Salt and Ice; Minnesotas Battle
Salt is applied in the thousands of tons every year to reduce ice and, in turn, reduce accidents on Minnesota roads. When the ice and snow melt each spring, the majority of this solution is relieved into rivers and lakes through storm drains on Minnesota roads. The salt negatively affects fish and aquatic plants by dehydrating them and altering fertilization. The damaging effects of sodium chloride are long term and not easily repaired. The Minnesota Department of Transportation can take effective action by reducing salt usage and opting to alternate the biodegradable solution potassium formate.
Every year the metropolitan area of Minnesota uses 350,00 tons, commerical and government, of road salt. (Homstad). To put this in perspective, if the salt was distributed to the residence of the Minneapolis-St. Paul area, each person would lay 260 pounds of salt on the roads.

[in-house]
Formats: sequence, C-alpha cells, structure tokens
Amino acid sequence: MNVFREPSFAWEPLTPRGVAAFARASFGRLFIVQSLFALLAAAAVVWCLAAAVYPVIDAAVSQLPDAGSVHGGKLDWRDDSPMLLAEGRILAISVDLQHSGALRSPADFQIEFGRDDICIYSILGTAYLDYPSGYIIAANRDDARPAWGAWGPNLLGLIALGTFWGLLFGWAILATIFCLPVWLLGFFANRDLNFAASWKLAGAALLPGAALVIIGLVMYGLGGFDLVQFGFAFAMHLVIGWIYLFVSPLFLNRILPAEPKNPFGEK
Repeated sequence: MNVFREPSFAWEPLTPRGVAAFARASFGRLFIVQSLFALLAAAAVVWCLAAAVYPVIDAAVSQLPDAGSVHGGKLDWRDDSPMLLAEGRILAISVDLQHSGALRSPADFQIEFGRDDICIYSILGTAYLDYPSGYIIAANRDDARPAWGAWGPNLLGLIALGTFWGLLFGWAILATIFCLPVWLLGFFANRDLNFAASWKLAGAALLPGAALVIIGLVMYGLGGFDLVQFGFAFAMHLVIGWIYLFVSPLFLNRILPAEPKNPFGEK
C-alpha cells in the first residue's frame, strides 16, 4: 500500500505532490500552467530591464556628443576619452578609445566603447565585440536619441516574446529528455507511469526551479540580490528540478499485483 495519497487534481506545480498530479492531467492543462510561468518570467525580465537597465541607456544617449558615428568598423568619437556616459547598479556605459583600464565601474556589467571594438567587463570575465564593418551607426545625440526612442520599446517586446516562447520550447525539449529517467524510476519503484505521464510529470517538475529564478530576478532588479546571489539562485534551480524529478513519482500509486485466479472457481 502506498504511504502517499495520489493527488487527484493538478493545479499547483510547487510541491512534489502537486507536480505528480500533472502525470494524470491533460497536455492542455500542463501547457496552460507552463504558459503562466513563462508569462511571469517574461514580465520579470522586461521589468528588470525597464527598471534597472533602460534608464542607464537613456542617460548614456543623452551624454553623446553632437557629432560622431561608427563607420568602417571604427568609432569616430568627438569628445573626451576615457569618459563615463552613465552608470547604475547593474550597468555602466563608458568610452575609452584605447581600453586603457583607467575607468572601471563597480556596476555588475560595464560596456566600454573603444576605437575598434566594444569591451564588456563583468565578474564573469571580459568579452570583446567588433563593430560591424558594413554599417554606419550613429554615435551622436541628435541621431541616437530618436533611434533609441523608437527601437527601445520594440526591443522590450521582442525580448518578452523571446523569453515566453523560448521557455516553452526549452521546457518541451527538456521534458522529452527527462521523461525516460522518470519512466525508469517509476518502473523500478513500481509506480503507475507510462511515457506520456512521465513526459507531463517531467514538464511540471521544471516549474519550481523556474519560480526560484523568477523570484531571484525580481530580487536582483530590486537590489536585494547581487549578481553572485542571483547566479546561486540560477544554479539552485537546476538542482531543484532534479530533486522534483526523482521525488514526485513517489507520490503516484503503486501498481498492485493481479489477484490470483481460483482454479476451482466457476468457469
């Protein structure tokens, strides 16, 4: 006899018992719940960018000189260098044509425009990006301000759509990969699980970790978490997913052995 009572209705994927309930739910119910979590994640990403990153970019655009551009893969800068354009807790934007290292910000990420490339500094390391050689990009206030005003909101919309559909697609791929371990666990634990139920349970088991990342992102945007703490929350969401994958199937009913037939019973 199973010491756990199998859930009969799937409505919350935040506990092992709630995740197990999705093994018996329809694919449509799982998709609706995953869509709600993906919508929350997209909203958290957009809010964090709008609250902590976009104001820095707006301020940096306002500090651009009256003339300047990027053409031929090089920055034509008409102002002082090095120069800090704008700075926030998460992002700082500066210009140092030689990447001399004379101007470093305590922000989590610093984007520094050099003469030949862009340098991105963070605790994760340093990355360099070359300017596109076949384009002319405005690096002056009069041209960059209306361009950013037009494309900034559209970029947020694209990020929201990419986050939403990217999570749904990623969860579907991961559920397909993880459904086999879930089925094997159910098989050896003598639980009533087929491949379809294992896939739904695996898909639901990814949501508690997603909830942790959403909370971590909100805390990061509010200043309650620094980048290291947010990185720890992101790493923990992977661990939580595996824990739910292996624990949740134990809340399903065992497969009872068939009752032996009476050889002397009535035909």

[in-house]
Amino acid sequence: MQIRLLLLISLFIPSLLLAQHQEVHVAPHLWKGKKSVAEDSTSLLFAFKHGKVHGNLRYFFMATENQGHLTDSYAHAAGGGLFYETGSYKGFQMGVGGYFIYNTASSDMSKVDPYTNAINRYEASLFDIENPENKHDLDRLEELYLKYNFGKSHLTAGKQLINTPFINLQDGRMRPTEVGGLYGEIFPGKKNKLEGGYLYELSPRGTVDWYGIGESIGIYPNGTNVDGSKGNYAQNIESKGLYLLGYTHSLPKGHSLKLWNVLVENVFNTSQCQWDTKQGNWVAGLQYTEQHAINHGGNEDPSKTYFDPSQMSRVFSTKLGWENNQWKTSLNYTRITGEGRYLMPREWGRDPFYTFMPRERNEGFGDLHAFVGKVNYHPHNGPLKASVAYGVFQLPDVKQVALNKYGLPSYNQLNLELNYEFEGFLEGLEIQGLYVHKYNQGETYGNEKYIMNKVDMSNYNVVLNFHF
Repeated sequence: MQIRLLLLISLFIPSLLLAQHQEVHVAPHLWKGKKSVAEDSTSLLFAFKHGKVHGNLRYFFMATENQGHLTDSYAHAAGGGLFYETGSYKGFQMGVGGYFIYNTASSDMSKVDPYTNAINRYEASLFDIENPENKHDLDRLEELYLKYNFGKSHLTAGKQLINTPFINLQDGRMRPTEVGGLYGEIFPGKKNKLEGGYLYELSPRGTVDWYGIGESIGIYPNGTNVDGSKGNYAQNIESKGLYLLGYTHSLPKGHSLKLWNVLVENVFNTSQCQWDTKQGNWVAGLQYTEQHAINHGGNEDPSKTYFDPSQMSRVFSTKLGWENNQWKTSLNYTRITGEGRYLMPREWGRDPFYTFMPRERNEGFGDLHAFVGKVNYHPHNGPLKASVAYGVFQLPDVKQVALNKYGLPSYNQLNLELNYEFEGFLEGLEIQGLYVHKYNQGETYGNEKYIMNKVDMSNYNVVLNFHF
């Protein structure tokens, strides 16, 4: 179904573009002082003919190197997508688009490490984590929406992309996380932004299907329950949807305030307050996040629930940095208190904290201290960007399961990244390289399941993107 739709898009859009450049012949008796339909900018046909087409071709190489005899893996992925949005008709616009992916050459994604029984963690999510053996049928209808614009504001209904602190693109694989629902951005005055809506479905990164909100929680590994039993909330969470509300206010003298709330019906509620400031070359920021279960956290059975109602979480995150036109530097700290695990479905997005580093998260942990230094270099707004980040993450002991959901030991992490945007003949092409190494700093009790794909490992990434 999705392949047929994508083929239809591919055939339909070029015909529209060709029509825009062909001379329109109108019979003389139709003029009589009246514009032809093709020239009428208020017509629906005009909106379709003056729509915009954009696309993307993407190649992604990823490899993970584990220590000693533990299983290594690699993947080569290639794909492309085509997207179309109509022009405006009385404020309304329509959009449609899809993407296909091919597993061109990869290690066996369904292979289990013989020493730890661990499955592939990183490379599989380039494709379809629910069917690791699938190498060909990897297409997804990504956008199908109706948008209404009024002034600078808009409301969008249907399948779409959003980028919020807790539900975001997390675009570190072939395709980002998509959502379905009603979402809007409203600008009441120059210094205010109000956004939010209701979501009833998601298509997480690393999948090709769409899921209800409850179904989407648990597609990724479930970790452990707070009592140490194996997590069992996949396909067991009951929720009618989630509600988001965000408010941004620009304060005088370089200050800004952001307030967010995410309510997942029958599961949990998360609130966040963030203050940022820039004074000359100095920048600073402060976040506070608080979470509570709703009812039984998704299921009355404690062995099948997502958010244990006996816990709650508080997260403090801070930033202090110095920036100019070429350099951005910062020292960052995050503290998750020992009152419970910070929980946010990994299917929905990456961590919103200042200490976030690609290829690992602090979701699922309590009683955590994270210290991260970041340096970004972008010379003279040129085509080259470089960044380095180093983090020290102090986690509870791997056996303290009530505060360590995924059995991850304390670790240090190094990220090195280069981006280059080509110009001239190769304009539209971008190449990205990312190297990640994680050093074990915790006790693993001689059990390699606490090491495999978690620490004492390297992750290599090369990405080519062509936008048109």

Sodium Chloride(NaCL), the salt that is applied to roads, is the most common practice to reduce ice on roads in Minnesota and around snowy parts of the United States. Salt has been the most effective means of deicing roads because it lowers the freezing point of water, there for melting the snow, and it is the one of the cheapest products to use. According to a study done by Marquette University in 1992, accident rates are eight times higher when salt is not applied to icy, snowy roads. Salt is proven an effective reducer of accidents (Kuemmel). What people commonly are not aware of is that salt is generally effective until 15 degrees farenheit. After that point, the salts ability to break the bond between the ice and the road rapidily decreases until, at about 5f, salt is no longer a method to melt ice.
Once the ice and snow melt, the water product runs into storm drains, which consiquntly drain into our bodies of water. The main drainage exit of metro storm drains is into our rivers and streams. The most common; the Mississippi...
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